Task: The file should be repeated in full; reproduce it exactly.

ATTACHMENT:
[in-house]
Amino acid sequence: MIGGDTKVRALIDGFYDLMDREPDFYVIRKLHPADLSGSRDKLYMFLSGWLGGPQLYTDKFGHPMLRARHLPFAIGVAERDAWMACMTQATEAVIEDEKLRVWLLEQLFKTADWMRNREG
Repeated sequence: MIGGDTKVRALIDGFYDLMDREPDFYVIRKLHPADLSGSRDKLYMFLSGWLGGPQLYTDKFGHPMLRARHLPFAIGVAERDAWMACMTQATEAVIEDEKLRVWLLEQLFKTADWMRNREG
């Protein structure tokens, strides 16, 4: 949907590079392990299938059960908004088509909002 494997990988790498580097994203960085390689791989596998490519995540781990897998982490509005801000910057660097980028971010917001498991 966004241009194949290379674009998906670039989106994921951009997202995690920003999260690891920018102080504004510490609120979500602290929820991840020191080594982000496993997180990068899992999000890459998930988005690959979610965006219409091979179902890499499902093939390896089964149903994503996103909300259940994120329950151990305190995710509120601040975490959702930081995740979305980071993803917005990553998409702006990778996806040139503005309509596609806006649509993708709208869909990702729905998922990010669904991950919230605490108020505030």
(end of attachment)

[in-house]
Amino acid sequence: MIGGDTKVRALIDGFYDLMDREPDFYVIRKLHPADLSGSRDKLYMFLSGWLGGPQLYTDKFGHPMLRARHLPFAIGVAERDAWMACMTQATEAVIEDEKLRVWLLEQLFKTADWMRNREG
Repeated sequence: MIGGDTKVRALIDGFYDLMDREPDFYVIRKLHPADLSGSRDKLYMFLSGWLGGPQLYTDKFGHPMLRARHLPFAIGVAERDAWMACMTQATEAVIEDEKLRVWLLEQLFKTADWMRNREG
């Protein structure tokens, strides 16, 4: 949907590079392990299938059960908004088509909002 494997990988790498580097994203960085390689791989596998490519995540781990897998982490509005801000910057660097980028971010917001498991 966004241009194949290379674009998906670039989106994921951009997202995690920003999260690891920018102080504004510490609120979500602290929820991840020191080594982000496993997180990068899992999000890459998930988005690959979610965006219409091979179902890499499902093939390896089964149903994503996103909300259940994120329950151990305190995710509120601040975490959702930081995740979305980071993803917005990553998409702006990778996806040139503005309509596609806006649509993708709208869909990702729905998922990010669904991950919230605490108020505030």